I make my way quickly to the drug store and am in and out in a flash with my tape. I’m just rounding the corner to my place and fantasizing about the look on Emily’s (and Mr. Posion’s) face when the coat arrives. In fact, I am so busy envisioning it, that I nearly trip over a girl huddled on the door step of my building. She looks too young to be on the streets, but about a million years old at the same time. Weathered. Tired and freezing, in a dirty old hoodie and jeans. She wants to know if I can spare a dollar. I start digging through my purse, but suddenly I’ve got a better idea.

“Actually,” I say, “I don’t have any cash, but someone just gave me this coat and I don’t really need it. Would you like it?”

The girl stares at me for a minute and then speaks: “Won’t you be cold?”

“Oh I’ll be okay,” I reassure her. “I live in this building and I’ve got other coats. Why don’t you take this one?”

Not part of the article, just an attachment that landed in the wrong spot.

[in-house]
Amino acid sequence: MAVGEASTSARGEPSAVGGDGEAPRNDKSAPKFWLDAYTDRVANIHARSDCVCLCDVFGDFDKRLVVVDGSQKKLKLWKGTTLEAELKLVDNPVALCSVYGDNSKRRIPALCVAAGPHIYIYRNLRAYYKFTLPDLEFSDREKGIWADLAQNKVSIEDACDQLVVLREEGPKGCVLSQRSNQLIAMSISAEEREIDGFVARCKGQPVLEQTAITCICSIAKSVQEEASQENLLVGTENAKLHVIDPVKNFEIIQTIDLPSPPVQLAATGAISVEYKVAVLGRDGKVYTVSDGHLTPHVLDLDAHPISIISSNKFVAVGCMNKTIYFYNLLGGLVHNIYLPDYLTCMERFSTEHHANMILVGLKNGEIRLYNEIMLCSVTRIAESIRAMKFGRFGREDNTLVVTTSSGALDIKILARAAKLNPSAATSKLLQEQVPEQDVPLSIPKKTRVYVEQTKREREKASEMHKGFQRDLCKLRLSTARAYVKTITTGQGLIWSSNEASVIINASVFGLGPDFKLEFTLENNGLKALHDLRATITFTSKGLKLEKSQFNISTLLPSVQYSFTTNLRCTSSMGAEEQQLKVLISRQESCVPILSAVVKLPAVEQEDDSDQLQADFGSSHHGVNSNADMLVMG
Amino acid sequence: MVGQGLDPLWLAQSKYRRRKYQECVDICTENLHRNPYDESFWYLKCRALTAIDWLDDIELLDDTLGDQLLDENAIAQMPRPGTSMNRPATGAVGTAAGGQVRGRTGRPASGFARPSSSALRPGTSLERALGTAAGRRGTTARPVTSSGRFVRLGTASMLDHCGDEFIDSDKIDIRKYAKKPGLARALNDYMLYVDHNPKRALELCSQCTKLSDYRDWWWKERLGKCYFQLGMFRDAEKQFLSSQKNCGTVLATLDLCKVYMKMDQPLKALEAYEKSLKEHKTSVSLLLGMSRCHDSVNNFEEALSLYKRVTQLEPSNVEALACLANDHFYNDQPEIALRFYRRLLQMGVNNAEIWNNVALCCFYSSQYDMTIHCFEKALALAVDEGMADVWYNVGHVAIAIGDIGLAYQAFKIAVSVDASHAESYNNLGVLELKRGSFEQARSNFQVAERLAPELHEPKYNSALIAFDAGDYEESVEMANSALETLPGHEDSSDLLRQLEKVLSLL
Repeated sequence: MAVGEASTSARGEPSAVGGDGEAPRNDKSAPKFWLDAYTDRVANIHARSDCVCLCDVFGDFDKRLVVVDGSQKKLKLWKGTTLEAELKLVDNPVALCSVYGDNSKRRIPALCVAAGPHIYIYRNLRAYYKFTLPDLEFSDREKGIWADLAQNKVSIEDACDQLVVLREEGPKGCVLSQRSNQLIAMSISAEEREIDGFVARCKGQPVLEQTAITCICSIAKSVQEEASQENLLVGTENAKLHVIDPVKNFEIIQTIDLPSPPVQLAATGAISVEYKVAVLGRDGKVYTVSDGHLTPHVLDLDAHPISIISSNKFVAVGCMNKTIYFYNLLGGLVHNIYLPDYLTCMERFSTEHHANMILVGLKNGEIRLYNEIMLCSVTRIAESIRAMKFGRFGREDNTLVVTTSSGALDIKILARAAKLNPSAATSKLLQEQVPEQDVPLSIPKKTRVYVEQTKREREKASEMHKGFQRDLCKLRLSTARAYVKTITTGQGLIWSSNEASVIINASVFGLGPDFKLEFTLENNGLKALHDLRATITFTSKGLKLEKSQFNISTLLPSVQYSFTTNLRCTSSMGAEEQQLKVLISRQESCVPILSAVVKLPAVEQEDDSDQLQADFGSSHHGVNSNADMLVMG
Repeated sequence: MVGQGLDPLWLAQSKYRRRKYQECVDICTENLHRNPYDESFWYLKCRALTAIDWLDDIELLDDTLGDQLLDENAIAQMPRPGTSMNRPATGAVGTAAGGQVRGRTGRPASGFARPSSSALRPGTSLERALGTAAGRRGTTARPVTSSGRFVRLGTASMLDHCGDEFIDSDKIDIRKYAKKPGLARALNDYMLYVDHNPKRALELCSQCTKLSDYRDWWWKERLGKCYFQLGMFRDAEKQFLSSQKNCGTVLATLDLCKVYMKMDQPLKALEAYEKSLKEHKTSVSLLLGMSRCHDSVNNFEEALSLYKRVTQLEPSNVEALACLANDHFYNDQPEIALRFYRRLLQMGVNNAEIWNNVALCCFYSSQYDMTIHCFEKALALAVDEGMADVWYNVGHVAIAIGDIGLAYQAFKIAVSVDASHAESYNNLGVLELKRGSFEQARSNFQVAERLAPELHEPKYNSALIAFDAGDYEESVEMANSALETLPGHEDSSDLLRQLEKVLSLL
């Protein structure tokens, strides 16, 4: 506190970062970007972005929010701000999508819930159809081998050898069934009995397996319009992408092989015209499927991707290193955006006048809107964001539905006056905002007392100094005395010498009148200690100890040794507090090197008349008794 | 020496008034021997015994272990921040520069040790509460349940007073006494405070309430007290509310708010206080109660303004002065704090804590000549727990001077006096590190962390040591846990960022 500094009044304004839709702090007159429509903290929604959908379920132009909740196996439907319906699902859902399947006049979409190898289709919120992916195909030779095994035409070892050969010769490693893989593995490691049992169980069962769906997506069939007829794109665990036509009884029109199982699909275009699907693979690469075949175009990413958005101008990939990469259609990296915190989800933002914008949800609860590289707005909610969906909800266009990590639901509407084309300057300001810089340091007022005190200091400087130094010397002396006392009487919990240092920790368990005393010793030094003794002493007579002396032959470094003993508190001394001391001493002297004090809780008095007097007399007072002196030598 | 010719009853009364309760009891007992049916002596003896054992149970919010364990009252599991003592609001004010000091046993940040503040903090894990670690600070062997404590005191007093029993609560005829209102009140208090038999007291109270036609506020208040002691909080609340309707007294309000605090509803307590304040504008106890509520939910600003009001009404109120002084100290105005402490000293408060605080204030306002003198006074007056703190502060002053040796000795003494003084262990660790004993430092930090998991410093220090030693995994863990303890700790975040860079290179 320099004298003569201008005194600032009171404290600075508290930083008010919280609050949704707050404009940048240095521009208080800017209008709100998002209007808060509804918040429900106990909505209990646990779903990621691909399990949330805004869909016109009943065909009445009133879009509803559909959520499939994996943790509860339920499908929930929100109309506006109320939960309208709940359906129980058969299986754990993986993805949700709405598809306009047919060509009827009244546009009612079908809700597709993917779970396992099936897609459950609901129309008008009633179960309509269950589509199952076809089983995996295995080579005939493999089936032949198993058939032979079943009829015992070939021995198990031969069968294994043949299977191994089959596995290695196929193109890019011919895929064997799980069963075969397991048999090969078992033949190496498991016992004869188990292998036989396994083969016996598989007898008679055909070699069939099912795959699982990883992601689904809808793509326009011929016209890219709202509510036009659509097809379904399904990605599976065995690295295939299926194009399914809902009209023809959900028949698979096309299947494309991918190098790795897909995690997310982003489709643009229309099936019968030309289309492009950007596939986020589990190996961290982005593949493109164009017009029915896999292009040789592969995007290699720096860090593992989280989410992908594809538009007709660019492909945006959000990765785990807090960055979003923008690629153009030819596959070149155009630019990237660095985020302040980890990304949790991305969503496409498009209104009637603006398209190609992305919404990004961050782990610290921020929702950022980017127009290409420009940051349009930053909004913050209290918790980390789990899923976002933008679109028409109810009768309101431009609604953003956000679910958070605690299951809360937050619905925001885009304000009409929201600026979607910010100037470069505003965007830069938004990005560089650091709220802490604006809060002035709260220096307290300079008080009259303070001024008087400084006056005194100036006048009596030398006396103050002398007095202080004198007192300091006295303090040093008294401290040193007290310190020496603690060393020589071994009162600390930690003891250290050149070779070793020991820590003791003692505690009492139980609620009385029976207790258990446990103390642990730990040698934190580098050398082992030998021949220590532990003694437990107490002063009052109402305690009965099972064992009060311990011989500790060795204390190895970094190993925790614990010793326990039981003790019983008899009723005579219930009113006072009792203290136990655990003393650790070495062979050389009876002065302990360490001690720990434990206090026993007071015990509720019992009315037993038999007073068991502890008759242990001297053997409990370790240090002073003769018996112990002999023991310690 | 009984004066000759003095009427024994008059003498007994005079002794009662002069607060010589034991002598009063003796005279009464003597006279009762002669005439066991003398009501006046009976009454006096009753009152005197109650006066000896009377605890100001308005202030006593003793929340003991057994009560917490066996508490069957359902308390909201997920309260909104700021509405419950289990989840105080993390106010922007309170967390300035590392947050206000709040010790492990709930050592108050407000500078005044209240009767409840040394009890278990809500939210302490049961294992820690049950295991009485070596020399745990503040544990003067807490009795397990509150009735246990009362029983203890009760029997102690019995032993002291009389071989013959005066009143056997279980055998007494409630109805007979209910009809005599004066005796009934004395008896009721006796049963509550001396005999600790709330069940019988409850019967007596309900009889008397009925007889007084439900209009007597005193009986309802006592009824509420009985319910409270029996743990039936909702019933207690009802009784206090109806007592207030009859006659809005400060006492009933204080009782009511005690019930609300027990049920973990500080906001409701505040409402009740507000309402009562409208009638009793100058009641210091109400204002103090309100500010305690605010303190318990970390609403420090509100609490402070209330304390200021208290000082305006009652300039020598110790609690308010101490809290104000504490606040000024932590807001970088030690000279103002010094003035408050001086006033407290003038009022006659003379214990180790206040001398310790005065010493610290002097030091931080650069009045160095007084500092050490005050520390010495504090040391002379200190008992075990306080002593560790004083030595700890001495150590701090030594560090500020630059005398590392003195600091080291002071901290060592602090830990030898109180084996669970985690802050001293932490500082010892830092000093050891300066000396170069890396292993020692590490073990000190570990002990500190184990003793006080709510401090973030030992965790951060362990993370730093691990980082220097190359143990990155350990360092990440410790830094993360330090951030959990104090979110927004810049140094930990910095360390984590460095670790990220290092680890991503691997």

I strip off the jacket and toss it to her before she can protest. I don’t want a scene, so I just nod politely and let myself into the building. From behind me, she calls out a thank you.

Inside I look down at the empty box on the floor and once again return the pieces of Mr. Poison’s note to the trash. Pour myself one more glass of wine and sit down at my desk. I don’t have any official IWOM letterhead, but I’ll figure that out later. Instead I pull out a simple notecard and write a new note.

Dear Sir,

Thank you for your recent gift of one designer wool trench coat. Unfortunately, at this time, we here at International Woman of Mystery Enterprises no longer have use for your charity. Rest assured, your generosity has not been for naught. We have passed on your donation to a deserving recipient in the form of a local homeless youth. Feel free to keep this correspondence for tax purposes, but lose this address for the future.

Jenny G.


One Response to “Mission: Be Benevolent”

  1. totallycaroline 02/18/2016 at 8:01 PM #